The ELVEDEN ESTATE
Garden of Elveden is based on the Elveden Estate and situated in the heart of the East Anglian farming region. Home to the UK’s largest lowland farm, farming has been taking place on the 22,500 acre estate for almost 100 years.
The Elveden Estate, on the Norfolk/Suffolk border, has an area equivalent to over 15,000 football pitches and includes over 10,000 acres of farmland. The free draining soils are used to grow a wide range of crops including potatoes, onions, carrots and parsnips. The Elveden Estate is a Red Tractor and LEAF Marque farm; committed to improving farming and the environment. The Elveden Estate farming operation also extends to other farms in the UK.
Environment and Conservation
The name Elveden is said to come from the Old English ‘ælfa-dene‘ or ‘elves' valley'. Whilst no elves have been spotted recently, the estate is inhabited by Red, Roe, Fallow and Muntjac Deer and is home to a number of rare bird species including Woodlark, Nightjar, Lapwing and Stone Curlew. The many areas of natural breckland are also host to many plants found nowhere else in the country including Perennial Knawel, Spanish Catchfly and Fingered Speedwell. With many areas designated as Sites of Special Scientific Interest the Elveden Estate has a long tradition of farming with environmental responsibility thereby helping to preserve one of the most important wildlife areas in Britain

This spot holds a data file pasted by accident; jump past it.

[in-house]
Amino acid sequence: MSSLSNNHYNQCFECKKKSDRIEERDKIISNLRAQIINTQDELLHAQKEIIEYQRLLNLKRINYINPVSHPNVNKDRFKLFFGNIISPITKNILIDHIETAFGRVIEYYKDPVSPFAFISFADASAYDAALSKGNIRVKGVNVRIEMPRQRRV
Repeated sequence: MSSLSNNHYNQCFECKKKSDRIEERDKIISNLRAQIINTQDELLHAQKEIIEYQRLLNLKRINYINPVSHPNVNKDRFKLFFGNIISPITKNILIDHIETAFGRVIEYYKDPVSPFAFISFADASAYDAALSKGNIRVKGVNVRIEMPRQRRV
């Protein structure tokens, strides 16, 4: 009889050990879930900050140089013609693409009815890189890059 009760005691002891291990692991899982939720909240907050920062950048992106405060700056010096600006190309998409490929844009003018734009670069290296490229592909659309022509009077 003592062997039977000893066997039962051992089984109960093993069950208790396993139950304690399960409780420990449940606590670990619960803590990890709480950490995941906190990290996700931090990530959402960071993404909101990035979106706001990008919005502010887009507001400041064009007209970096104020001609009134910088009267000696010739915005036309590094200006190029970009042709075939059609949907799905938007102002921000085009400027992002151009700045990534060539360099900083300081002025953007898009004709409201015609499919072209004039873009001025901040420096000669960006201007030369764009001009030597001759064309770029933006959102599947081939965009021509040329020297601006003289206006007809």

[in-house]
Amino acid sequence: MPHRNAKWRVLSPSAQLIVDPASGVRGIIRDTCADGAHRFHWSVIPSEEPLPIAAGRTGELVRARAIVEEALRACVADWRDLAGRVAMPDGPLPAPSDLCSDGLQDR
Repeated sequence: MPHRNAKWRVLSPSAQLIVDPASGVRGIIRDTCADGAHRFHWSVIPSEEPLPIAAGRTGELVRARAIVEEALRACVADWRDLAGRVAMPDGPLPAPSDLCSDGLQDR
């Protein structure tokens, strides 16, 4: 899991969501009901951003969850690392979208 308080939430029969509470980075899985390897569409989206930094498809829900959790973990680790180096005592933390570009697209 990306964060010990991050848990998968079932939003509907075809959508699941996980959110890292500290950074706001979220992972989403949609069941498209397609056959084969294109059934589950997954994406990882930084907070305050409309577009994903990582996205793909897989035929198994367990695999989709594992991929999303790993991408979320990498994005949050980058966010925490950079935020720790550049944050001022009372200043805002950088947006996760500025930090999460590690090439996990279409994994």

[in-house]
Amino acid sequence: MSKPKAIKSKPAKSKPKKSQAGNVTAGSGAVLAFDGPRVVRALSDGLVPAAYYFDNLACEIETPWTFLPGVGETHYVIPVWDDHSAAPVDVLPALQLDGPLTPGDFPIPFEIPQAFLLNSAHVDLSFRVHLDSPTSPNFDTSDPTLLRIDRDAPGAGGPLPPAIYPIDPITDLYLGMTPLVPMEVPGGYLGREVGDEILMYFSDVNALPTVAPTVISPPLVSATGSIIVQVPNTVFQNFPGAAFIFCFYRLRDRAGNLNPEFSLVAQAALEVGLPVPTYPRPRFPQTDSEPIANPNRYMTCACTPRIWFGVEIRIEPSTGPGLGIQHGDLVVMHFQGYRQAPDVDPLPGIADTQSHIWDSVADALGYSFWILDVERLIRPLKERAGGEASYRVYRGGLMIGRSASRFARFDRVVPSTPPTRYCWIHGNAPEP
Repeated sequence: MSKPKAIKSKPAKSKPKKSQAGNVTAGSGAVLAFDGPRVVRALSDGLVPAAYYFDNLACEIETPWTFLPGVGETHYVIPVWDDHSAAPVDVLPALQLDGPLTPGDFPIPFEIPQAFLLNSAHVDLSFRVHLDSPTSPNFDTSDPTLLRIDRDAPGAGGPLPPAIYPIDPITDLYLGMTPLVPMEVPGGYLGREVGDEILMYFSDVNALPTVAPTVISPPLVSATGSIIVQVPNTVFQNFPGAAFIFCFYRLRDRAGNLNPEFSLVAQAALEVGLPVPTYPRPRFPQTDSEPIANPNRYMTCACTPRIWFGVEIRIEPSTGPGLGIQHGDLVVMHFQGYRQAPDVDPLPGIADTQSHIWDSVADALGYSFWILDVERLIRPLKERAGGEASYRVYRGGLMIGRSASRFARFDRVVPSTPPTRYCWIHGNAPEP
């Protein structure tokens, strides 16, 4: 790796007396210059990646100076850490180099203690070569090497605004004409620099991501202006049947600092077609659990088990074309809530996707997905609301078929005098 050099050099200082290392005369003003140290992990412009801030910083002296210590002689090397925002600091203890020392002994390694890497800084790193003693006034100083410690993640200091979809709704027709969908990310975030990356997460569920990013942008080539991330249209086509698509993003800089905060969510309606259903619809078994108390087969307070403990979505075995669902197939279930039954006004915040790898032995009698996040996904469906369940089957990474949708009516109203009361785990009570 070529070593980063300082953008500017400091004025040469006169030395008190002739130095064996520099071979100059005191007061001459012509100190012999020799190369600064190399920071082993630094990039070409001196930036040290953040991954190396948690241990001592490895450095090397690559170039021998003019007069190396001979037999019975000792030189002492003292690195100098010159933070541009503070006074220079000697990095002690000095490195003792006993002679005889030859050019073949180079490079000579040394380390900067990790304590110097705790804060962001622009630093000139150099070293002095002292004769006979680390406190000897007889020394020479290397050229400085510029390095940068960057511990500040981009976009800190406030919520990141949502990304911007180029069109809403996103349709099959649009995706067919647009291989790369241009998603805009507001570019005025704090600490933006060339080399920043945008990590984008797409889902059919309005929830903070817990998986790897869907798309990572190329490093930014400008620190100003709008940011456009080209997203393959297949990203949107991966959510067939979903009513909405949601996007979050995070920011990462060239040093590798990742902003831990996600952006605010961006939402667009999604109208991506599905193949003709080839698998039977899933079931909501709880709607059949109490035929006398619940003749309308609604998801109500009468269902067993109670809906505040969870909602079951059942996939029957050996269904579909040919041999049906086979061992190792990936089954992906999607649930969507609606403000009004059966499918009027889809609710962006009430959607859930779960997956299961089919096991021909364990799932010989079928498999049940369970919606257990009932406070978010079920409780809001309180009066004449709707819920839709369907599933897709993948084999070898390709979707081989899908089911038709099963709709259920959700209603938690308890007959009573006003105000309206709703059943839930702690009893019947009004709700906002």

The Elveden Estate has been privately owned by the world-famous Guinness family since 1894. Rupert Guinness, great great grandson of Arthur Guinness, transformed the lands for agricultural use in 1927 and, by planting windbreak hedges to prevent the precious topsoil blowing away, created the belts of twisted Scots pines that can be seen crossing the estate today.
Prior to the Guinness family, the estate was owned by the Maharajah Duleep Singh, the last Maharajah of the Sikh Empire.
The Elveden Memorial
Commissioned by the Earl of Iveagh and situated at the central point of the Elveden Estate the landmark Elveden memorial stands 113 feet high and is one of the tallest war memorials in Great Britain.
Memorial images: Bill Blake Heritage Documentation (2013)